7)   What rewards have you enjoyed as a caregiver?

Spiritually satisfying, caregiving brings the joy of assisting another person for the common good.  Keeping a person exposed to dignity and love is uplifting to the spirit.

8)   What advice would you give to other caregivers now that you understand what this responsibility entails?

Beware. Caregiving is not for everyone. Caregiving is not easy.  Caregiving takes planning and involves orchestrating many daily human needs of an individual. Always maintain space between caregiving assignments and appointments to recharge.

9)   How can those who are not caregivers support those who are?

Financial support would seem to be the easy answer. Nonetheless, periodic backup team members who are not caregivers can greatly assist primary caregivers. For example, team members can provide helpful phone calls to caregivers and homebound individuals.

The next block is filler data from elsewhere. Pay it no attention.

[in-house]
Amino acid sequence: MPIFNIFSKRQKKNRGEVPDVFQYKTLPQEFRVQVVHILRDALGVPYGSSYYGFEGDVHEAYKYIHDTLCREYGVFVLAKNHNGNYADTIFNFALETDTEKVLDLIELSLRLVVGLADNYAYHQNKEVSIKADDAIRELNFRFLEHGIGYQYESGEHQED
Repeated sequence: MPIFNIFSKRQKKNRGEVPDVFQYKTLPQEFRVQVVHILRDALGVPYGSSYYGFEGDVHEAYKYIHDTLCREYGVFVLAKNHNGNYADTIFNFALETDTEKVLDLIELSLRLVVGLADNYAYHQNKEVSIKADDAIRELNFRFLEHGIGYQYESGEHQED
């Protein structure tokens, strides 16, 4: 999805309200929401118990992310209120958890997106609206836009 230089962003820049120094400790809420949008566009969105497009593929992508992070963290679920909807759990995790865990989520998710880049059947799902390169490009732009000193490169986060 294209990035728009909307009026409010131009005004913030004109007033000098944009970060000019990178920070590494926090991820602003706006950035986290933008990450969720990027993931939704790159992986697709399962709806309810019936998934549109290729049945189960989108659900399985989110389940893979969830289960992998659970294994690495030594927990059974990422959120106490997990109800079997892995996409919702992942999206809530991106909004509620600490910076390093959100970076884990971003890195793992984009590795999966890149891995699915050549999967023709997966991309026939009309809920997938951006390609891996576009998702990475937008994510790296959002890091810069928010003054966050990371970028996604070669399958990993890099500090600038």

10)  Do you have any final words?

Caregiving is a rewarding experience that is not for everyone. As our mature population continues to live longer and more independently, there is an increasing need for caregiving at different levels. Respect for life must be admired, honored and planned for to create quality life.

Frank, thank you for sharing your caregiving journey. Your firsthand knowledge will be beneficial to caregivers, patients and many others involved in improving quality of life for those in need of caregiving assistance.

Postscript:


Synopsis of Catherine Louise Palmer-Gasiorek  

April 22, 1930 - June 16, 2012

Born to Lenard and Emily (Eby) Palmer on April 22, 1930 in Monroe, Michigan on 10th Street, Catherine was the fifth of nine children, five sisters and three brothers. She was baptized in Monroe at Saint Michael's Church on Front Street where she attended grade school through second grade.  However, the economic downturn of the 1930's developed change for the family, and they eventually moved to a farm in Carleton on O’Hara Road near Saint Patrick's Church. There she continued school and the sacraments of communion and confirmation. When she was thirteen years old, she met Detroiter Rose Radajewski who was part of a family produce business expanding market share to supply Eastern Market with products.